For the better part of a decade, rapper Dizzy Wright has been among the leaders in the independent rap scene. Without the support of a major label, the Flint, Michigan native has managed to etch out his own space in the oft-times crowded arena of hip hop with Billboard charting projects and world tours to boot.
N’DIGO recently caught up with Dizzy to discuss his career beginnings, his hectic tour schedule, and the impact he hopes his music has on his listeners.
N’DIGO: Growing up who were you influenced by and who did you listen to?
Dizzy Wright: I listened to a lot of Bone Thugs-N-Harmony. I was really into the melodies and the harmony they had. Also just their ability to rap so fast and change tempo so seamlessly. And then their ability to talk about religious things and street stuff and how they really made it all connect.
As I got older, I got into ‘Pac and Nas and Bob Marley. I was really connected to music where you could feel the vibrations, you know? Those are some of the people that kinda kickstarted my interest in doing music.
What was your first big break or the moment you knew that you could really do this?
Man that’s a good question! I’d say maybe back in 2009; I did a record and gave it to some DJ’s. Side note – I used to throw parties back then. That’s how I paid my bills. So at one my parties, I gave the DJ this record and I remember that the crowd just went crazy, like it was some real popular stuff that was out and they already knew it. I just remember that feeling I got. It was like a mixture of reassurance and relief. And from there, I think I kinda knew.
How’s tour life been treating you?
Ah man, tour life is no joke at all. It’s a job within itself. With that being said, I’ve been experiencing a lot of good energy and the fans have been showing a lot of love. I’m definitely having a lot of fun.
Does that make it easier for you…when the fans show up and show out?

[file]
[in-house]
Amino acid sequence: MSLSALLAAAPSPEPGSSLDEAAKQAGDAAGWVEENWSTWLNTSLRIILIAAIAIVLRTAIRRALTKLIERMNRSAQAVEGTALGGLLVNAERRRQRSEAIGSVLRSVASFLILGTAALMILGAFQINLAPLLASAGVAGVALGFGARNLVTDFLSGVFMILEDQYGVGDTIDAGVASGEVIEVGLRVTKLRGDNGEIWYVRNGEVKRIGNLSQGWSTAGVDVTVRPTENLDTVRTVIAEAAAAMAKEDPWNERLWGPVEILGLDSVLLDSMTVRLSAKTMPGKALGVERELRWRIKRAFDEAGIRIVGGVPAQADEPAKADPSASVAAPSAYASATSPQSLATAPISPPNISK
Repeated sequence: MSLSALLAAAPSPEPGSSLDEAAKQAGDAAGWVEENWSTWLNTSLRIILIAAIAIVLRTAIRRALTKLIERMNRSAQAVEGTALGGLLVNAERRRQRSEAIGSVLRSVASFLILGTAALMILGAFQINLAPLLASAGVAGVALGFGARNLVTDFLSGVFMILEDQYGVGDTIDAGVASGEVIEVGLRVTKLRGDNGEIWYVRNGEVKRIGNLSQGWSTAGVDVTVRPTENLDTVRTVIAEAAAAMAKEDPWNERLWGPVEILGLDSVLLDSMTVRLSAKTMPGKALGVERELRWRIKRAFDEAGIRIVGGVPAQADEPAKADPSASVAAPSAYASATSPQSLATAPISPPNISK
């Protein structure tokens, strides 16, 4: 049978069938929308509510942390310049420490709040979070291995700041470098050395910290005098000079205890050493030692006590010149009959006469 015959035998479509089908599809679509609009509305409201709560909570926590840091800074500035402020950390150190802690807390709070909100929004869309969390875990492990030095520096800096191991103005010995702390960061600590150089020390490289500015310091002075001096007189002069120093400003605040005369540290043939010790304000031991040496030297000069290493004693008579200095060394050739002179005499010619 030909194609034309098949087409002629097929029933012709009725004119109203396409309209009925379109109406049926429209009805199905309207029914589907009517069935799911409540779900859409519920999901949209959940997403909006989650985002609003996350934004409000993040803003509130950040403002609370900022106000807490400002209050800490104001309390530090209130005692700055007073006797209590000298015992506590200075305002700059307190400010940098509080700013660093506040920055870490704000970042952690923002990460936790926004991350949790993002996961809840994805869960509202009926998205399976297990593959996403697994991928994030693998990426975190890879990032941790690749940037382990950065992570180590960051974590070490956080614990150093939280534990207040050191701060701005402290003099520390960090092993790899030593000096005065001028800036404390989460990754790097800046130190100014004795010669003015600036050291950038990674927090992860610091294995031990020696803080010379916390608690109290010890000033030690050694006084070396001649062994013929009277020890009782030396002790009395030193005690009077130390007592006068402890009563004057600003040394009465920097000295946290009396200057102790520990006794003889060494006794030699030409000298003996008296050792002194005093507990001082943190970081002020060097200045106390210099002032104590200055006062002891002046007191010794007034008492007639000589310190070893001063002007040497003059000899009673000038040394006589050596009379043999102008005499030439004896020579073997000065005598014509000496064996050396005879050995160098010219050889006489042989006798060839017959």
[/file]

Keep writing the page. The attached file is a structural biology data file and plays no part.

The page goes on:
Oh absolutely! Without a doubt. It’s all about that energy exchange.
How would you describe your approach to music?
I more or less just try to make a record that people are gonna fall in love with, more than the artist. All the extra stuff I just look at like a bonus. I just do my thing and try to work hard to keep people interested in what I’ve got going on.
But the collective thing of the music I put out there is really for people to be able to go back after a certain amount of time and….as other kids grow up at whatever age they’re at, we can always find something we can identify with at various points in our lives. That’s what I want my music to be for people.
For those who may have never heard of Dizzy Wright before, what are three records of yours that you think would be a good starting place?
I’d start them out with Plotting, then I’d have them check out East Side just to give them something a little different, and finally I’d tell ’em to listen to Word On The Streetz.
Growth-wise, how do you feel you’ve progressed from your first project to this latest one, State Of Mind 2?
I think now I’m just saying things with a little more confidence and I have a little better understanding of the message that I’m trying to put out there. I try to drop little hints, to not like completely distract people from the overall message, but I think that I’ve developed a lot and gotten better with dropping those hidden gems.